Yes. I would tell Bob regularly that I did not like that dog. While not a pup, she loved chewing up anything that took her fancy. Barbie dolls lost their limbs and heads. Toy cars were unrecognizable. And anything left outside was fair game. She loved cat food and would quickly wolf it down until I finally moved the dish to a counter she couldn’t reach. When we’d take her to Strawberry she’d sneak down the hill  suddenly deaf to my calls and run like a bat out of hell over to Grandma’s back gate. She’d easily climb the chain link fence and head down the house to visit her canine friends.

And her hair? Something of a mix she had beautiful long wings on the back of her legs. Or at least they would have been if she would have tolerated being brushed. No, she just chose to chew on the brush instead and run off would try to catch her. I discovered she had had a haircut just before we met. And being a Sadie dog that was pretty much the only way we could keep her neat looking.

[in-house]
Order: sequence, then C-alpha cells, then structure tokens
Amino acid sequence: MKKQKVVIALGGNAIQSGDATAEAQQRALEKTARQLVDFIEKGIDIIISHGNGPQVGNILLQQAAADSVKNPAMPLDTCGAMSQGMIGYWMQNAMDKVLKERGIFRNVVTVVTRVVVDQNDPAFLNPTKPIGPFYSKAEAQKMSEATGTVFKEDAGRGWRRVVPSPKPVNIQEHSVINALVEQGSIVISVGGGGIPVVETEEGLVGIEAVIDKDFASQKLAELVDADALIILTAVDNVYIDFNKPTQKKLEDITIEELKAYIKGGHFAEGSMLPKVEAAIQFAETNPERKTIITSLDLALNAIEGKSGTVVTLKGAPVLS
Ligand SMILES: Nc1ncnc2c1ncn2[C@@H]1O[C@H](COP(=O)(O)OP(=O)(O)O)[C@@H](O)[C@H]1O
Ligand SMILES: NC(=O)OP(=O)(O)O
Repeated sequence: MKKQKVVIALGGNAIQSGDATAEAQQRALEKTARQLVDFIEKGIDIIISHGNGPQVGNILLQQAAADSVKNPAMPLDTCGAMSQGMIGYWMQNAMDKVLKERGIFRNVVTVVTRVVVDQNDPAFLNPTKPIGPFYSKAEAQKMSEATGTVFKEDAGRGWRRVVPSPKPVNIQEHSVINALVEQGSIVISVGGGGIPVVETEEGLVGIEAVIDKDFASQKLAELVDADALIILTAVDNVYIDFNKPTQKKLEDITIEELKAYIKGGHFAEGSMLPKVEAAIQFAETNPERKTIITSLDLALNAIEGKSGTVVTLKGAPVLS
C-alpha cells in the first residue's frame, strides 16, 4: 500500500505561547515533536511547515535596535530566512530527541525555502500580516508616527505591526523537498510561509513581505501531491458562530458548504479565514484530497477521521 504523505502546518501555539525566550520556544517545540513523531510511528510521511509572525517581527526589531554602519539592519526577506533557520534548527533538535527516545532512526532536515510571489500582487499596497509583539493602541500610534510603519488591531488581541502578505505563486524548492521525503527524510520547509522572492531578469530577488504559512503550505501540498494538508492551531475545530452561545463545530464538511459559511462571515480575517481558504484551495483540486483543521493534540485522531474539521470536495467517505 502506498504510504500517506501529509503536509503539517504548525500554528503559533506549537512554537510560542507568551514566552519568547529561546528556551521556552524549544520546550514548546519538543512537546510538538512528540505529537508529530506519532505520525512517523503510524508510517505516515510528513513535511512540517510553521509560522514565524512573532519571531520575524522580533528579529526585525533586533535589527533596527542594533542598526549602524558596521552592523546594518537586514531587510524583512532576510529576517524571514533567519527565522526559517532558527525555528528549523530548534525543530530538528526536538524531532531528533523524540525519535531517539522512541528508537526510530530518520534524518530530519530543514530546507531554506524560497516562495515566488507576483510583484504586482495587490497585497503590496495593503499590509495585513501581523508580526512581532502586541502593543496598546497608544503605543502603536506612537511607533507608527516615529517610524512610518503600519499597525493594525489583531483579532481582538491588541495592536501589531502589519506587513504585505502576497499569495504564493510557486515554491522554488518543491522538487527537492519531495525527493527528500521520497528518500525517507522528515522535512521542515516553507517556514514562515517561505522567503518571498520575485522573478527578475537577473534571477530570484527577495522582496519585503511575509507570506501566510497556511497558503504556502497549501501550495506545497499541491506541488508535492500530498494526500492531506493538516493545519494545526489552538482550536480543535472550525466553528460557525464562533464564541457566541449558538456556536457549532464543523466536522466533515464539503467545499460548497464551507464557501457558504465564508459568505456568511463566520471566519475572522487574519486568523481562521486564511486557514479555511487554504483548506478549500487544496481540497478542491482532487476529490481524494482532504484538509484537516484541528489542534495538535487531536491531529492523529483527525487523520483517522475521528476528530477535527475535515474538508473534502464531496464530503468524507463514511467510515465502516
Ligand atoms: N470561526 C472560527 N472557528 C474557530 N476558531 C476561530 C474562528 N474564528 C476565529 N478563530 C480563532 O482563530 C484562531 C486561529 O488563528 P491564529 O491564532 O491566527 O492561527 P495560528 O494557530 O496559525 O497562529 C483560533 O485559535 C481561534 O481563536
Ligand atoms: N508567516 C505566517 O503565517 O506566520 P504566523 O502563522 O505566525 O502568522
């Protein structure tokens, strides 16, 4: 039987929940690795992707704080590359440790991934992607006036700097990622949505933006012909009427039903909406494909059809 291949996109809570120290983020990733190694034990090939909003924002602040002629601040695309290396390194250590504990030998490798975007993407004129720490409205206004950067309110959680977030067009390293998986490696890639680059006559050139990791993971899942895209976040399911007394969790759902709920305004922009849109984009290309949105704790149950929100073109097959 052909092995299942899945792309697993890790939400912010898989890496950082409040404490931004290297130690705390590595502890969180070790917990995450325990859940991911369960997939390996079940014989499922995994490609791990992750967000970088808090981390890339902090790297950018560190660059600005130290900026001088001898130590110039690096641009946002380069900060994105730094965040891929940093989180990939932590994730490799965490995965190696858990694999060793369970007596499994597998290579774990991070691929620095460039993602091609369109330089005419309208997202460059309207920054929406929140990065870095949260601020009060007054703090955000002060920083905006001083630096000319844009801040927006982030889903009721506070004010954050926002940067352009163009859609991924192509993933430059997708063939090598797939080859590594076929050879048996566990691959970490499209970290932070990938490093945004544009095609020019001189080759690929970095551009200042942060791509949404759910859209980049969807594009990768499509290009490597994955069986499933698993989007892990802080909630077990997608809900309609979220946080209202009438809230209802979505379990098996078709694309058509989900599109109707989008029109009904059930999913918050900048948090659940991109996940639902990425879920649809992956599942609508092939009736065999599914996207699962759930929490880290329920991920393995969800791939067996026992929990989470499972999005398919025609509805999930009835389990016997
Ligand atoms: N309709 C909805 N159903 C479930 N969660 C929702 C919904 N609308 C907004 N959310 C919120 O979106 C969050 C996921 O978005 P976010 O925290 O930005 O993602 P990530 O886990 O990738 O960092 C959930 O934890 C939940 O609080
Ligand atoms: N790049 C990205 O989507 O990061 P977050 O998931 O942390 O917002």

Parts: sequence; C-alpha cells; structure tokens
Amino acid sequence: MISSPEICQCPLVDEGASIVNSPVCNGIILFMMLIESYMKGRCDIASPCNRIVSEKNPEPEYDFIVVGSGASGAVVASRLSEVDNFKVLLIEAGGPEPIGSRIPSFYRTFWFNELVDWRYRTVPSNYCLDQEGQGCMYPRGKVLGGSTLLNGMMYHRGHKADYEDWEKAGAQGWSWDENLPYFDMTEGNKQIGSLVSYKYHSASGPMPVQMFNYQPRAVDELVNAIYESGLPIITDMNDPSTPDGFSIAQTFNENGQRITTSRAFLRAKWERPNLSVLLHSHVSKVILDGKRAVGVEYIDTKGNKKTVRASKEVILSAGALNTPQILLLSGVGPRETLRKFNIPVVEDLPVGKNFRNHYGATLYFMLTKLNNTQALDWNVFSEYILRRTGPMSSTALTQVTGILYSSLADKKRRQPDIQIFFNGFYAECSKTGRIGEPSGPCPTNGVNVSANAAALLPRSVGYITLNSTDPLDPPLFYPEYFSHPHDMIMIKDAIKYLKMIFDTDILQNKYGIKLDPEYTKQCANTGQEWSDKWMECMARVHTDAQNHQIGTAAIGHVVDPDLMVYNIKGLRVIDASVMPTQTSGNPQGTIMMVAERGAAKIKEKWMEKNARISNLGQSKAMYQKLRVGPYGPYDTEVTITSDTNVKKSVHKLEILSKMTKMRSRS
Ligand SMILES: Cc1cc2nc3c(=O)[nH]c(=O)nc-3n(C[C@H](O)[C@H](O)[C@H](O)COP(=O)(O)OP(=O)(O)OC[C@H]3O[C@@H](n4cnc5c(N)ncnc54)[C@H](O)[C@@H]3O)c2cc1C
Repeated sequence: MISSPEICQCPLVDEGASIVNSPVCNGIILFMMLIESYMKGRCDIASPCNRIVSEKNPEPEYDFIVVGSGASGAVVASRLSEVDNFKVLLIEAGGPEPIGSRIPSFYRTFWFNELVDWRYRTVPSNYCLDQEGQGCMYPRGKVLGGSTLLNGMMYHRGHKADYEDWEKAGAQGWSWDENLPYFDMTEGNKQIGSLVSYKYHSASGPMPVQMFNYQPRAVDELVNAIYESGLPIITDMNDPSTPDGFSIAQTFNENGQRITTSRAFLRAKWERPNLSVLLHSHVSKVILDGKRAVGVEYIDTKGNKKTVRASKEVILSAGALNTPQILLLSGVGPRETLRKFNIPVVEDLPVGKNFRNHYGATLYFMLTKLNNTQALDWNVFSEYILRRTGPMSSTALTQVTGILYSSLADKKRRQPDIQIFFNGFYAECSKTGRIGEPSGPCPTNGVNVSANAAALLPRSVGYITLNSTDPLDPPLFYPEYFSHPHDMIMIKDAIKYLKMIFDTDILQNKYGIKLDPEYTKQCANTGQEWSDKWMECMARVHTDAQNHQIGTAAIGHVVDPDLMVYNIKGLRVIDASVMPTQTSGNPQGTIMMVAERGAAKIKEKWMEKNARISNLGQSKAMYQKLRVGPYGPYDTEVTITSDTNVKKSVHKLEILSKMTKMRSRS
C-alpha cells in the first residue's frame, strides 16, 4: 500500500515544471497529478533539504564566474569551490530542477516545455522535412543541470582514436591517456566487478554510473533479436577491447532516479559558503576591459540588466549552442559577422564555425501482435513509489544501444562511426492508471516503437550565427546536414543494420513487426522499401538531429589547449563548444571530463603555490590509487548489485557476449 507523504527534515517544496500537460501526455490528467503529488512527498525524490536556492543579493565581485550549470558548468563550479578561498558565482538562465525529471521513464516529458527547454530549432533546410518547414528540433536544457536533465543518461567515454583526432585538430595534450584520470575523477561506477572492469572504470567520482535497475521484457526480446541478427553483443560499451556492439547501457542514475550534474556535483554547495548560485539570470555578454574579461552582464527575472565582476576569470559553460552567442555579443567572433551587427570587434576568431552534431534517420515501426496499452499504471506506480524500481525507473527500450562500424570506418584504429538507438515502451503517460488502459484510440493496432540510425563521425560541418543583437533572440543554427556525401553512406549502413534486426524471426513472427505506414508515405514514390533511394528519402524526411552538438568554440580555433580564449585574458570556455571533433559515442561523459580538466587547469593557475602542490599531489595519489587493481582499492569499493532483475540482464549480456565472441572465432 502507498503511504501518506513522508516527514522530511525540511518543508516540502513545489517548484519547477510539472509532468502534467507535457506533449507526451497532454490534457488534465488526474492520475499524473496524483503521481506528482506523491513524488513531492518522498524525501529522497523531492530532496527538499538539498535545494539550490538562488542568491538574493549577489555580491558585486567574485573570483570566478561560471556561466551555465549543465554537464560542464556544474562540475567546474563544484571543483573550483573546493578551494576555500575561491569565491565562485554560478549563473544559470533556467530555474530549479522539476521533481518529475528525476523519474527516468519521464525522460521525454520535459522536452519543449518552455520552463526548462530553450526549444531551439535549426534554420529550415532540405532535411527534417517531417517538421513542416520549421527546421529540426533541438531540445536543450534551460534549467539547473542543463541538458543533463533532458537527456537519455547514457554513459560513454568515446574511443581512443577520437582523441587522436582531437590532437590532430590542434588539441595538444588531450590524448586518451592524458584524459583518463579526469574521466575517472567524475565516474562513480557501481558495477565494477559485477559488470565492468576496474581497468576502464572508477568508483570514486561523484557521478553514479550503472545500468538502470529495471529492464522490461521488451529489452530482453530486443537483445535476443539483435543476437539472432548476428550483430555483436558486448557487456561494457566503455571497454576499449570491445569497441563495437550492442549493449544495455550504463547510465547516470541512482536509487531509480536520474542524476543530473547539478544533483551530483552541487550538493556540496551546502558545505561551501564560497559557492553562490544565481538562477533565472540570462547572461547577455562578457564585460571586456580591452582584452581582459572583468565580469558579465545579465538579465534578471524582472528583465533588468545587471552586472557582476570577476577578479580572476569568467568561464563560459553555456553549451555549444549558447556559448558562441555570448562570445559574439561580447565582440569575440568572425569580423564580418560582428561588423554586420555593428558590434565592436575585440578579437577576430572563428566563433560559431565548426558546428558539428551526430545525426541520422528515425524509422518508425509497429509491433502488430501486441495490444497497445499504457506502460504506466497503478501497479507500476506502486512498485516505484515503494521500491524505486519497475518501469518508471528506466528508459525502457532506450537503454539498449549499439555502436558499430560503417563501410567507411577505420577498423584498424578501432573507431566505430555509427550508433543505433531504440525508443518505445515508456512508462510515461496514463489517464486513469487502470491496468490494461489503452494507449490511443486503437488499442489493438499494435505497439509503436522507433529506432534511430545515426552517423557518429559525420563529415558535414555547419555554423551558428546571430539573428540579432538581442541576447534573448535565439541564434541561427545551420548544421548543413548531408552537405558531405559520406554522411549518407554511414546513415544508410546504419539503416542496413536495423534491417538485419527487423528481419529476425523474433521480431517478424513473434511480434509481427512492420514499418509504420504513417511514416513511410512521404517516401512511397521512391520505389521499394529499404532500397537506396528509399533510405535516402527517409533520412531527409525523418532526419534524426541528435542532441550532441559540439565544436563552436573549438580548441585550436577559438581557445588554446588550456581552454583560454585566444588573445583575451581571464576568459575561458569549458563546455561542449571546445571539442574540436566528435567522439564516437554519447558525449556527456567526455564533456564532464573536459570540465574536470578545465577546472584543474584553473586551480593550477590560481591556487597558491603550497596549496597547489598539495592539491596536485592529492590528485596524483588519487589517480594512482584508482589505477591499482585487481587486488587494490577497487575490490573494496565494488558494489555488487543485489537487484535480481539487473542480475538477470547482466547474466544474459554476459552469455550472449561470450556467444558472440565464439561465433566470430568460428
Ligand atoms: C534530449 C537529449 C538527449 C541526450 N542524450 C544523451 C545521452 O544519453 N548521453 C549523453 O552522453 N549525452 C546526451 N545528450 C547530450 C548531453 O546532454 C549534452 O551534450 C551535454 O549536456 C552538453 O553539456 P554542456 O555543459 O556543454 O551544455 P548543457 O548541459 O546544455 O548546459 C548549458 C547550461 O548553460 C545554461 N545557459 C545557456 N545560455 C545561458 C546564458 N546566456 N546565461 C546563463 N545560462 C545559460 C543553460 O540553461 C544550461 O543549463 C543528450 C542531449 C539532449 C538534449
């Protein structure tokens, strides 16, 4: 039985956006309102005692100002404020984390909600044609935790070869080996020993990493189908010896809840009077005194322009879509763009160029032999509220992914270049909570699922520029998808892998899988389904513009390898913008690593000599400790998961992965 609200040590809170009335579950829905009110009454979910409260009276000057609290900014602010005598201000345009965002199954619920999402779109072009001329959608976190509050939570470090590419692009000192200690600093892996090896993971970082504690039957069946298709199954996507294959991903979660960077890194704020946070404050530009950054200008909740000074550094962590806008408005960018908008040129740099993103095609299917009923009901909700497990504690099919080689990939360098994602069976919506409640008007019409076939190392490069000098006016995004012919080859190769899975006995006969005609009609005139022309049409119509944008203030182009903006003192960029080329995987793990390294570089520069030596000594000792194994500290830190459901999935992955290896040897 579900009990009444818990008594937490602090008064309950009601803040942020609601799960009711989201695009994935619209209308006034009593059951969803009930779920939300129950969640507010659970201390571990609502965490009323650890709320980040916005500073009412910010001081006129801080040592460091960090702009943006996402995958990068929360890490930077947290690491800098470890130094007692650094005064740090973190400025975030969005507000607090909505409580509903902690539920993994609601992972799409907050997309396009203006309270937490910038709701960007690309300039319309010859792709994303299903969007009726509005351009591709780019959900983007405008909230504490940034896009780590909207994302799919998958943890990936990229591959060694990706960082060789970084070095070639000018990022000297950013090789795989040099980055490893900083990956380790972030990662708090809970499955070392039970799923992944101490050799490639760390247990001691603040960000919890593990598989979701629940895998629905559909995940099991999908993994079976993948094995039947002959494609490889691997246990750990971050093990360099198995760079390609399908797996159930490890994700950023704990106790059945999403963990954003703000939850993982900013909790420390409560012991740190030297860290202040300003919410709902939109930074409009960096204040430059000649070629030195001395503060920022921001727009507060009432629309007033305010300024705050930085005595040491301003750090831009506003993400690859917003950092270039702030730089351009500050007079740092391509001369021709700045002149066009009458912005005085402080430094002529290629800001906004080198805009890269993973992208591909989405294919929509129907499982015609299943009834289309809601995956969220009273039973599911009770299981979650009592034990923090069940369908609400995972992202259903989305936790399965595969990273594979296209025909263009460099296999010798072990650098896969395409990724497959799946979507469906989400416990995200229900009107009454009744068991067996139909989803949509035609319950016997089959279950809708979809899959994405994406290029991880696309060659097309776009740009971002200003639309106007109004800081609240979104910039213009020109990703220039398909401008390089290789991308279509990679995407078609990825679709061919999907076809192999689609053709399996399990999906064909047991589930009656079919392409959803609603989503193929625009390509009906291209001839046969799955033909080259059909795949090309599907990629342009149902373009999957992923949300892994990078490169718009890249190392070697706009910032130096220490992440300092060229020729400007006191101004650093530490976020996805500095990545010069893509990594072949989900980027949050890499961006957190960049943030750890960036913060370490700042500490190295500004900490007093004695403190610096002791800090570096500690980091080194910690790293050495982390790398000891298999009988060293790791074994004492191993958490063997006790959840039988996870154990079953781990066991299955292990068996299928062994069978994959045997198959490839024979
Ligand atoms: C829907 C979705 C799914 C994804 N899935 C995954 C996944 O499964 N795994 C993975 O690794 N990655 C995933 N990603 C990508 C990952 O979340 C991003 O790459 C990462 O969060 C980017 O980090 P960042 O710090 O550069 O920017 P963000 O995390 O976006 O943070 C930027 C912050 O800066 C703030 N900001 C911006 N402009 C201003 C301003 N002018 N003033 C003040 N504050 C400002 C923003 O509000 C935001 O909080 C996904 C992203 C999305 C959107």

But at some point she stopped being a crazy teenager and starting acting like an adult. She still loved the kids and loved to sit next to them either inside or out and she would walk fairly well on a leash (as long as you kept her on the outside on a one foot leash…) And I don’t know when it happened but I could open the door to company and Sadie would run down…to greet them, not run off. And once she stopped trying to play with the cats and they actually decided she was pretty warm and would snuggle next to her on cool days.

Sadie and kitten Socks. He loved lying next to Sadie. Maybe he thought their same coloring meant they were related?